In the present study, to define the roles of nitric oxide (NO) signaling in amyloid-beta (A beta) production after transient cerebral ischemia, extracellular levels of NO and A beta were monitored by intracerebral microdialysis in the hippocampus of aged rats exposed to transient middle cerebral artery occlusion and reperfusion (MCAO/R). The results indicated that 1-h MCAO significantly upregulated hippocampal NO and A beta levels. In addition, the NO elevation preceded the A beta changes. The Western blotting suggested that acute hypoperfusion could increase the expression of beta-secretase 1 (BACE1) but not BACE2. The enhanced NO concentration in acute stage of MCAO/R was coincident with increased eNOS expression, while in subacute stage was coincident with increased iNOS and nNOS. Our results also indicated that pretreatment of L-NAME, one non-selective NOS inhibitor could decrease the BACE1 expression, reverse both NO and A beta changes and rescue the delayed neuronal death. These preliminary findings indicated that activation of NOS/NO signaling system could trigger A beta production through BACE1 pathway during acute ischemic episode. The present data may be important in understanding, at least in part, the pathological role of NO/NOS system involved in hippocampal A beta production and neuronal damage induced by transient cerebral ischemia.

  3. Cerebral amyloid angiopathy-related cognitive impairment: The search for a specific neuropsychological pattern.

    PubMed

    Planton, M; Raposo, N; Albucher, J-F; Pariente, J

    2017-10-06

    Cerebral amyloid angiopathy is diagnosed in stroke units after lobar intracerebral hemorrhage. CAA can also be diagnosed in memory clinics when patients are referred for cognitive impairment assessment, and may be a reason for admission to emergency or neurology departments because of rapidly progressive cognitive or neurological decline, or a transient focal neurological episode. CAA may even be observed in older community-dwelling individuals. Neuropsychological impairment in CAA has been described over the past 20 years. The symptoms most commonly reported are perceptual speed, episodic memory, semantic memory, attention and executive function, and global cognitive impairments. Psychiatric symptoms, such as personality changes, behavioral disturbances and depression, have been more recently described. CAA is also a risk factor for the development of dementia, and its relationship with Alzheimer's disease has been demonstrated in post-mortem studies. Yet, despite the increase in literature on CAA-related cognitive and psychiatric symptoms, the specific characteristics of symptoms in CAA are difficult to assess because of the substantial prevalence of comorbidities such as small vessel disease due to high blood pressure, Lewy body disease and, of course, AD, all of which act as important confounding factors. Also, within the entity of CAA itself, the additive and perhaps synergistic effects of each lesion on cognition remain to be assessed. In the present paper, the focus is on the latest evidence of neuropsychological impairment observed in CAA patients, and the emergence of a possible specific neuropsychological profile due to CAA is also discussed. Copyright © 2017 Elsevier Masson SAS. All rights reserved.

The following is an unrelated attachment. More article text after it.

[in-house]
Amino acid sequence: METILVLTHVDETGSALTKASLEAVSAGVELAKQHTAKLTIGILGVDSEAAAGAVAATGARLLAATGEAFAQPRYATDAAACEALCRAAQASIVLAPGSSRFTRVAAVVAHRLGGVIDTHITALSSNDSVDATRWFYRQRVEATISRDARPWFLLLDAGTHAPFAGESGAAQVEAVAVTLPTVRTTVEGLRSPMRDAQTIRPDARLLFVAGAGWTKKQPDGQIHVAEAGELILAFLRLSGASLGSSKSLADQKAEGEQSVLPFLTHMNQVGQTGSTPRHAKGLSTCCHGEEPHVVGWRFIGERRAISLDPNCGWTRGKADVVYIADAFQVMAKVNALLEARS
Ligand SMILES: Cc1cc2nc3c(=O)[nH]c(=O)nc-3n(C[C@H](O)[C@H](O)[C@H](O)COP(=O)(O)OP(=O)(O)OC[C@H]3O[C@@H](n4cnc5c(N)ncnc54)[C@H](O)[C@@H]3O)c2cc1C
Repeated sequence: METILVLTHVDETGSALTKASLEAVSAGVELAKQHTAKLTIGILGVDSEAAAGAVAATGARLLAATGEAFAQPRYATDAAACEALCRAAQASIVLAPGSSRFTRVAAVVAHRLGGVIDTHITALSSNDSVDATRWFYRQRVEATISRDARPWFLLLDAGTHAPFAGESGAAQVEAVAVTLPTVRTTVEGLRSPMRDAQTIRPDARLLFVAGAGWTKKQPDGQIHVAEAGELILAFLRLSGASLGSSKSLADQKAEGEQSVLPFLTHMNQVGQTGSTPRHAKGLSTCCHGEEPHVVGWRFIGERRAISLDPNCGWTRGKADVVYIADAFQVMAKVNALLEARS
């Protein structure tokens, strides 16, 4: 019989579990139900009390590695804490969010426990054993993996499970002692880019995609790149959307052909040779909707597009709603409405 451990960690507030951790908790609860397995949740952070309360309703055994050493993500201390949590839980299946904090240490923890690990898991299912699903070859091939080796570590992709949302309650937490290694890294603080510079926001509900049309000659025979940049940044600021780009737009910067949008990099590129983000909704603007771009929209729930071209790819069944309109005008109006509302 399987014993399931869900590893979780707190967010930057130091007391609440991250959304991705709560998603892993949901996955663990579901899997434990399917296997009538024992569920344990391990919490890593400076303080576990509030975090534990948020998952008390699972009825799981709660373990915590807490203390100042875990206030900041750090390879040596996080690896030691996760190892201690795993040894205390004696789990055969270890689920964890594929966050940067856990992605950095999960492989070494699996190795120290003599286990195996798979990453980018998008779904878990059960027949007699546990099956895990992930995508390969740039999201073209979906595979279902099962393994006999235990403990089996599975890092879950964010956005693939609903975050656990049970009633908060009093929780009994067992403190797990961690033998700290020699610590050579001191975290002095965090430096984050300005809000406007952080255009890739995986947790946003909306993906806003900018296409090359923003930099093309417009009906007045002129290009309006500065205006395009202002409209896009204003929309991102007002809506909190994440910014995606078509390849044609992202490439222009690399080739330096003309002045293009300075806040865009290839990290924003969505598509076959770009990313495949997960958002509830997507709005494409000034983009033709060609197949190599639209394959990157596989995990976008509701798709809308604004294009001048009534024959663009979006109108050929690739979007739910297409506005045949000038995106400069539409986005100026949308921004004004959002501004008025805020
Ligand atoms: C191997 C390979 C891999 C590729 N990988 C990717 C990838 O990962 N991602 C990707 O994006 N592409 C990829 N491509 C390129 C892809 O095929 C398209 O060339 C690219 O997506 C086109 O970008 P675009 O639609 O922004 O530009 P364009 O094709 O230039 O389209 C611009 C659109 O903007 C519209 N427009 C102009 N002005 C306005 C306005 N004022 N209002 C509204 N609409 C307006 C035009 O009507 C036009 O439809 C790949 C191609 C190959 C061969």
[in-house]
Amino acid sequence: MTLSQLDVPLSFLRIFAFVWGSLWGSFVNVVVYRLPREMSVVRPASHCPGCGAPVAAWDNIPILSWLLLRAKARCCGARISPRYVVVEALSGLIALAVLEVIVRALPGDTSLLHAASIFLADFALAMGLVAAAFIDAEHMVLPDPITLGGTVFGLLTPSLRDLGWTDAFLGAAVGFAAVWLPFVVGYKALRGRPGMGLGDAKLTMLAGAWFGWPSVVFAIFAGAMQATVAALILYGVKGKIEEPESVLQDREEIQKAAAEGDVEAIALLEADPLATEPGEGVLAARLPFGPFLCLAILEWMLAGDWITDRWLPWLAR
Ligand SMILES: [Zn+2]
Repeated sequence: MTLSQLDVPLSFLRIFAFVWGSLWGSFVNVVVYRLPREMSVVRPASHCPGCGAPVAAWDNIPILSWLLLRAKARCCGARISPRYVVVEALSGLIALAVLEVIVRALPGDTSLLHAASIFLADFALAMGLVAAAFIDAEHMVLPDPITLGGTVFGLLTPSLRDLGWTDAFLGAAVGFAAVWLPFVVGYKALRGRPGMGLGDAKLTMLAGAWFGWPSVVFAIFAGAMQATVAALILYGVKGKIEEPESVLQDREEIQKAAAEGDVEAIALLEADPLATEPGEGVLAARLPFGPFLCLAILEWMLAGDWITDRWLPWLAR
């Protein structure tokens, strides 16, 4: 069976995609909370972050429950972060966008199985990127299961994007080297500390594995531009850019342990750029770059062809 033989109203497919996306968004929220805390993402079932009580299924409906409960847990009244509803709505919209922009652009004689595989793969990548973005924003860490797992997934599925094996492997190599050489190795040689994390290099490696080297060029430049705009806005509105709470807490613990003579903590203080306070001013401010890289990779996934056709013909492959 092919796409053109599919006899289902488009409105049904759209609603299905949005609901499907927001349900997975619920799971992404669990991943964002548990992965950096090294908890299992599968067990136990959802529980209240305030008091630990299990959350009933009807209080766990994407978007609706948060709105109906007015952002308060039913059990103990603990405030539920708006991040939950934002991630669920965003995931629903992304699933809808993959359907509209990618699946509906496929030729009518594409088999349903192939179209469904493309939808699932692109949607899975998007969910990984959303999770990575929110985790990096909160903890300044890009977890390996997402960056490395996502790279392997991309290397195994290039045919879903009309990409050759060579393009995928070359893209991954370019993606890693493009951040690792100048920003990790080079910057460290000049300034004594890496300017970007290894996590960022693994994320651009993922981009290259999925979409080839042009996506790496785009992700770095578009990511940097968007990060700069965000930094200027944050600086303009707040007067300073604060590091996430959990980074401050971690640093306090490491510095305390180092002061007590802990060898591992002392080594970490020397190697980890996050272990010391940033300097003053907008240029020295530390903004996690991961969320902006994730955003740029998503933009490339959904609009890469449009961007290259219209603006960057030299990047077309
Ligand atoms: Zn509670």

4. Acute Convexity Subarachnoid Hemorrhage Related to Cerebral Amyloid Angiopathy: Clinicoradiological Features and Outcome.

    PubMed

    Calviere, Lionel; Cuvinciuc, Victor; Raposo, Nicolas; Faury, Alexandre; Cognard, Christophe; Larrue, Vincent; Viguier, Alain; Bonneville, Fabrice

    2016-05-01

    The specificities of acute convexity subarachnoid hemorrhage (cSAH) related to cerebral amyloid angiopathy (CAA) and its evolution are not well known. We aimed to describe the clinicoradiological pattern, the magnetic resonance imaging (MRI) evolution, and the risk of recurrent bleeding in such patients. Among consecutive patients with an acute nontraumatic cSAH, subjects with available MRI who meet the modified Boston criteria for probable CAA were included. Review of medical records, MRI findings, and follow-up data was performed. Twenty-three patients (14 women; mean age ± standard deviation: 75.9 ± 7.3 years) were included. cSAH was revealed by transient focal neurological episodes (TFNEs) in 18 of 23 (78.3%) patients. In all patients, acute cSAH appeared as a sulcal fluid-attenuated inversion recovery hyperintensity and GRE T2 hypointensity. Cortical superficial siderosis and cortical microbleeds, respectively, were observed in 21 (91.3%) and 20 (86.9%) patients. Twenty patients (87%) had available follow-up data with a mean duration of 29.8 ± 20.2 months. Recurrent TFNEs occurred in 40% of patients. Acute cSAH evolved into cortical superficial siderosis in all patients. New subarachnoid bleedings defined by recurrent acute cSAH (n = 8) or extension of siderosis (n = 14) were detected in 83.3% of the patients. Lobar intracerebral hemorrhage (ICH) occurred in 7 patients (35%). CAA-related cSAH has a specific pattern defined by a high prevalence of TFNEs and cortical superficial siderosis, with a high risk of recurrent bleeding, either cSAH or lobar ICH. The systematic evolution from cSAH to focal cortical superficial siderosis reveals data on siderosis physiopathology. Copyright © 2016 National Stroke Association. Published by Elsevier Inc. All rights reserved.